Most of us feel shy at some time in life, when we meet someone new, when we stretch ourselves to participate in a new event or when we are at an edge to do or share something deeply personal.

Shyness can come upon us in the most unpredictable moments, leaving us quiet, perplexed, frozen or suddenly pulled inward. The common strategy is then to fight it, hide it or simply feel bad about it or our self.

Yet few of us see shyness as also beautiful.

I adore shyness. Mostly because I have learned it is usually a doorway to something richer, quieter and wilder within all of us. A gateway to something less conventional and more uncontained, to a part of us that is freer to dive into the immense and mysterious waters of soul. It is sometimes a part of us that communes and longs for our most authentic nature and to share it.

Shyness can often be the entry point to a deep, vulnerable feeling or knowing that we feel less comfortable to express to others and often even to allow ourselves to know. It can also speak of creative visions and quirky or heartfelt desires just out of our everyday awareness.

I got to thinking about shyness again because it arose as I went to reach out to my community after being quiet for so long, absorbed in a transformative masters program that left little time for writing anything but assignments.

So I took a moment to be friendly with my shyness and discover it more fully- a sweet, quiet heart centred feeling plus something else- an energy in conflict with it that pushed down on it. Left untended it was obvious this would certainly lead me to avoid writing even longer. When I unfolded it I discovered a profound gratitude and heart stretching love for my community, and a vulnerability to express it. Could I just share all this love? The quiet yet downing energy said no, I should be “professional” and write something purely useful. My shyness says “I feel this love” – shyness speaks the voice of my heart that would rather rest in vast gratitude than try to create something conventionally functional. I let myself rest there and soak in the gratitude. And then came the shift to write freely.

So when shyness visits you I encourage you, rather than dismiss her, to be curious about the secrets and whispers she brings with her. Pause to breathe and slip a little deeper into the experience of it. It may be something you have never truly explored before. Perhaps it has just made you squirm in the past? Make friends with it and see the treasures shyness leaves before you, just out of the reach of your everyday mind.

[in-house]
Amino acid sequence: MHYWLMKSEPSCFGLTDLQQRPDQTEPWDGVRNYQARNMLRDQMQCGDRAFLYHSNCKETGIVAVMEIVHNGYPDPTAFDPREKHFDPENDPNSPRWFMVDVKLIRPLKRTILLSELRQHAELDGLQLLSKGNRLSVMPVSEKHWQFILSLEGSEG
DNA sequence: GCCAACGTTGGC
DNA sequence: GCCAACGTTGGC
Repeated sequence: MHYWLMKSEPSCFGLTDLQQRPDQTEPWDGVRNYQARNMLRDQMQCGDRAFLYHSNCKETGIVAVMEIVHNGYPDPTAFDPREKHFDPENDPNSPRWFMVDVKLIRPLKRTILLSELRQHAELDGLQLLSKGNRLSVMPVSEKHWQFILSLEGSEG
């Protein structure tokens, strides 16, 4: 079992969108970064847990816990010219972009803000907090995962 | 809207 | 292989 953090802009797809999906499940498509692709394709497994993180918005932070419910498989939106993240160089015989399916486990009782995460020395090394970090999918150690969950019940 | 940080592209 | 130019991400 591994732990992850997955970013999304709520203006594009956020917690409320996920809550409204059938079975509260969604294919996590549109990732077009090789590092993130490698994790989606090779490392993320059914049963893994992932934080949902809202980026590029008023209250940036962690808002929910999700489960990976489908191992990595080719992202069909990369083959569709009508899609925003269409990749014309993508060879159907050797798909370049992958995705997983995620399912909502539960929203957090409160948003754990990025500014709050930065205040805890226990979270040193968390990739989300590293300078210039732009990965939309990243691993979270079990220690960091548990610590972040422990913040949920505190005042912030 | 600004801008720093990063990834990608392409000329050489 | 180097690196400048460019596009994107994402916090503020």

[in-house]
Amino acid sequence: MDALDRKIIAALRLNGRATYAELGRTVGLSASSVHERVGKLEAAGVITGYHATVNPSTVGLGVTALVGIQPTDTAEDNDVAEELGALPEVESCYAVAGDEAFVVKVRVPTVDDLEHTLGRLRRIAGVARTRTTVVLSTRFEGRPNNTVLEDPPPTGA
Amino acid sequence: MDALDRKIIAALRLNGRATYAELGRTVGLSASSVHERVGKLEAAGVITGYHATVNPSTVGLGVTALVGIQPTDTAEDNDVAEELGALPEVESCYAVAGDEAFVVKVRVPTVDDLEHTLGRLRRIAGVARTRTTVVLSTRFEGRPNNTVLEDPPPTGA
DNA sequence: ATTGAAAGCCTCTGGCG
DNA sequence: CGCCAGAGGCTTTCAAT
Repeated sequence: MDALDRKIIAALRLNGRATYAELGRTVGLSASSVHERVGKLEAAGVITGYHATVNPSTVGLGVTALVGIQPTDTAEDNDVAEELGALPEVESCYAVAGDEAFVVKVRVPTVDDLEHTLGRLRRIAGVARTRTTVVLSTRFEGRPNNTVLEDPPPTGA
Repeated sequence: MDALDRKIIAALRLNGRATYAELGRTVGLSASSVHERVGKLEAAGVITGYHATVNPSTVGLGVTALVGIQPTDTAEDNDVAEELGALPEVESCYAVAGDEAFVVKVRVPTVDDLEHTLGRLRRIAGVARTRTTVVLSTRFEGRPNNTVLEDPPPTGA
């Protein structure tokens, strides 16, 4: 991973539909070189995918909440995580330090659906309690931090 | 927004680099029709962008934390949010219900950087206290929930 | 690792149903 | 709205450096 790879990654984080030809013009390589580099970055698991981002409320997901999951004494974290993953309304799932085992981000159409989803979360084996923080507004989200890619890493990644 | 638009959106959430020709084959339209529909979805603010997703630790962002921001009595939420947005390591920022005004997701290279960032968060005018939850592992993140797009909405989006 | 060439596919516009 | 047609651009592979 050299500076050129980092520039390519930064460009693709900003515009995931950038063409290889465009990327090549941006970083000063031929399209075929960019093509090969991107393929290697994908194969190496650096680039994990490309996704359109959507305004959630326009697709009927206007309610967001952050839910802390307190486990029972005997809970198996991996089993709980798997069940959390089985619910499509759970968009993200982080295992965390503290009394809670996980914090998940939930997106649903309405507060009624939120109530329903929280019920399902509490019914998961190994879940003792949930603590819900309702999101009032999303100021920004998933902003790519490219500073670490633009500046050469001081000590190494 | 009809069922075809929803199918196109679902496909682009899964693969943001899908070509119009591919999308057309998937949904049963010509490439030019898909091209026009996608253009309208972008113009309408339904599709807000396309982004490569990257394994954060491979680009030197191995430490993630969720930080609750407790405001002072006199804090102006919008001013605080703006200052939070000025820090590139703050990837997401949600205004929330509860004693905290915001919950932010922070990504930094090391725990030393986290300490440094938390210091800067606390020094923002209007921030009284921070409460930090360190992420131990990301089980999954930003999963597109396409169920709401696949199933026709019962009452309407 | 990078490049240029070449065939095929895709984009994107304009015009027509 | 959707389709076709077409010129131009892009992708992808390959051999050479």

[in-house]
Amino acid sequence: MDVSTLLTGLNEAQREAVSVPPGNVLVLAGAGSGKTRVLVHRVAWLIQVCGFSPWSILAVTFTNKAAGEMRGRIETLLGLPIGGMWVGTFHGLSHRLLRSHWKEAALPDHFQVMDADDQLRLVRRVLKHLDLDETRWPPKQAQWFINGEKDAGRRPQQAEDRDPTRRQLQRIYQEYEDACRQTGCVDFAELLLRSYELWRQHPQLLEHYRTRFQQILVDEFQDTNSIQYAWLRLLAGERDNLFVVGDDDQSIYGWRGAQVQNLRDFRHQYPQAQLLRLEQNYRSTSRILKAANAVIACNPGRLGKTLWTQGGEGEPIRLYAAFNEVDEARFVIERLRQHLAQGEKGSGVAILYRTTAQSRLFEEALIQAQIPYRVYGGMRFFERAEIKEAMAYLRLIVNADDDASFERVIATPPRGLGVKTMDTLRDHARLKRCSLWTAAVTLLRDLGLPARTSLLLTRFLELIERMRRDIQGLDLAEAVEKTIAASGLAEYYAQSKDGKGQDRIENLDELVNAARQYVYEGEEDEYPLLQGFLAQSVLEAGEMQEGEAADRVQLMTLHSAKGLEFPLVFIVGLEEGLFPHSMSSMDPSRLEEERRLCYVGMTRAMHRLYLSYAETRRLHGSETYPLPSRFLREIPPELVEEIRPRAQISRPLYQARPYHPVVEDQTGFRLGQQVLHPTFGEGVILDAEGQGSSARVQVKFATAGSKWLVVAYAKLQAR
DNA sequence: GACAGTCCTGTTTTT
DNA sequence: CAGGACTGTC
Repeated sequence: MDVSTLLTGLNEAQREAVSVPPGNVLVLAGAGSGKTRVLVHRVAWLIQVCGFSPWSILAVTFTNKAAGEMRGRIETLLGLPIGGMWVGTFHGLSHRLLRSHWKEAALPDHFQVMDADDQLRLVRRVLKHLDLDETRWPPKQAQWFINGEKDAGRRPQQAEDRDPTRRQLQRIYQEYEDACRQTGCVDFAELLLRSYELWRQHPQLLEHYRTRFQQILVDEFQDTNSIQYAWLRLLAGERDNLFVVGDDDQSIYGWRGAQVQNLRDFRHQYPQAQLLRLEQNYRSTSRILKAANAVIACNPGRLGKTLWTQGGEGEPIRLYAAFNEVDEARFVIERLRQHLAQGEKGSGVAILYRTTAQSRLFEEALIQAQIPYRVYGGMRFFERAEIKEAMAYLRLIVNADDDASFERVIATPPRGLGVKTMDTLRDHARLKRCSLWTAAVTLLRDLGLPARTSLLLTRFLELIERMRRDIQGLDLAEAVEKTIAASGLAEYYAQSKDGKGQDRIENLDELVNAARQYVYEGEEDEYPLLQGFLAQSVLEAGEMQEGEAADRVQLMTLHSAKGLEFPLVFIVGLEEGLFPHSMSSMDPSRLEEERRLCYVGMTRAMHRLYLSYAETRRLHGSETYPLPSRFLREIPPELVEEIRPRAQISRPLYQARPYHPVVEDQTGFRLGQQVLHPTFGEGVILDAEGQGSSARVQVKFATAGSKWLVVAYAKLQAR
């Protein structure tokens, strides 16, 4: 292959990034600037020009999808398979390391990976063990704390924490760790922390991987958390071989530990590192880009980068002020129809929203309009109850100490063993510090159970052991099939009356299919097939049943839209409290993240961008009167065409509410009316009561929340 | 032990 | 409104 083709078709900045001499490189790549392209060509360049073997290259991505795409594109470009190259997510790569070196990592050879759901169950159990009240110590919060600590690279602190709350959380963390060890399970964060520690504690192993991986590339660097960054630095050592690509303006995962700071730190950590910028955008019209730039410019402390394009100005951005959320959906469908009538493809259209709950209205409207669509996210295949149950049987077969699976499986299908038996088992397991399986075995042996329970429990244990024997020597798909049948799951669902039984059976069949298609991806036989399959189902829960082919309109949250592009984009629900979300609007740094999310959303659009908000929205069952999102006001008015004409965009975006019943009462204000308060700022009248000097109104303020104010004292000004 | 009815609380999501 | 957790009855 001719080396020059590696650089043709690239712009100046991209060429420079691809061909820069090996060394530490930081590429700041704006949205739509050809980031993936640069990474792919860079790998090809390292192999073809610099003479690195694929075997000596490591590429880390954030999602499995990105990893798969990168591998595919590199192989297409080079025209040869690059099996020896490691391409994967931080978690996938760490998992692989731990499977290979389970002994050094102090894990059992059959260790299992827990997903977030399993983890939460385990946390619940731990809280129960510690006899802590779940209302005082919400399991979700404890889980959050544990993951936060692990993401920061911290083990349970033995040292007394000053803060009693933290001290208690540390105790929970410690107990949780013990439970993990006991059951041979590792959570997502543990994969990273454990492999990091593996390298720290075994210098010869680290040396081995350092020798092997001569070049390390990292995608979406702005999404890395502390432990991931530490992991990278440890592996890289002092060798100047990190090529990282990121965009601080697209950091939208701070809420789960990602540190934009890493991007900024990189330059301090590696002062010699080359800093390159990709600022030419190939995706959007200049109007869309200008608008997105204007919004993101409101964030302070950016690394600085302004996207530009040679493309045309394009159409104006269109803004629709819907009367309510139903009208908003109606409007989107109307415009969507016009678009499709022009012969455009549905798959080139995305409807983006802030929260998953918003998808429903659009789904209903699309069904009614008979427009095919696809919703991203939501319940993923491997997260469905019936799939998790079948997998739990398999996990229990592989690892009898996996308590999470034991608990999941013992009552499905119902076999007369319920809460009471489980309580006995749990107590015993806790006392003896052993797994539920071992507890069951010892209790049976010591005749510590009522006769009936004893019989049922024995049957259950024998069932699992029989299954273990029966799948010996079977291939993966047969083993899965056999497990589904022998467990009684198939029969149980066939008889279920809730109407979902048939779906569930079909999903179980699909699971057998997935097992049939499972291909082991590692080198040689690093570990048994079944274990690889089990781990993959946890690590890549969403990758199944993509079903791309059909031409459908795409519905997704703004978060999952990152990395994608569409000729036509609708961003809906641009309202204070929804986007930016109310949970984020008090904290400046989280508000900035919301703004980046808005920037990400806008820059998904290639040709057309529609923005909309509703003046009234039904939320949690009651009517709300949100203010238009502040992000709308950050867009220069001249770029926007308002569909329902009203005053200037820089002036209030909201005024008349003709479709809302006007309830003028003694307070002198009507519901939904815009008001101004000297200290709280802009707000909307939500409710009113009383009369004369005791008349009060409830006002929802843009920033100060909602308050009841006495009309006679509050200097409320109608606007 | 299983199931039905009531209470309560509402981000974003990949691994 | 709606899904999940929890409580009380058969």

As an admirer of shyness I would love to gift you my favourite tip for shy moments: instead of trying to repress or conceal them simply play with communicating about it. In my experience most people love it when you are honest about feeling shy or suddenly being shy in a moment, or to know it as part of your personality. There is something endearing and beautiful about the vulnerability of shyness and the courage to share it. We can all relate to being shy and somehow we also sense the deeper edge of self revelation shyness often leaves us resting at, and thus we are moved by it without any further words needed. Shyness speaks a silent language that reaches out and touches our common humanity and our hearts.

(photograph by Zara Walker, Via Upsplash)

Join the discussion 2 Comments

  • Rebecca says:

    Beautiful and eloquent as ever Myree. Your post dovetails perfectly with a book I am reading today. It’s called ‘Quiet’ by Susan Cain and is all about letting ‘introverts’ reconnect with the sacredness and importance of inhabiting that space rather than trying to act like extroverts (half of whom are playacting anyway). Interesting theories. I send love to you from London.

    • Myree says:

      Thank you for your beautiful words and love dearest Bec! I love the synchronicity and and yes, “Quiet” is a wonderful and healing book and I appreciate it also. I am having a quiet, nurturing late summer weekend here in Portland after a summer of busyness, and send you love from the softening pale blue skies of the North West.

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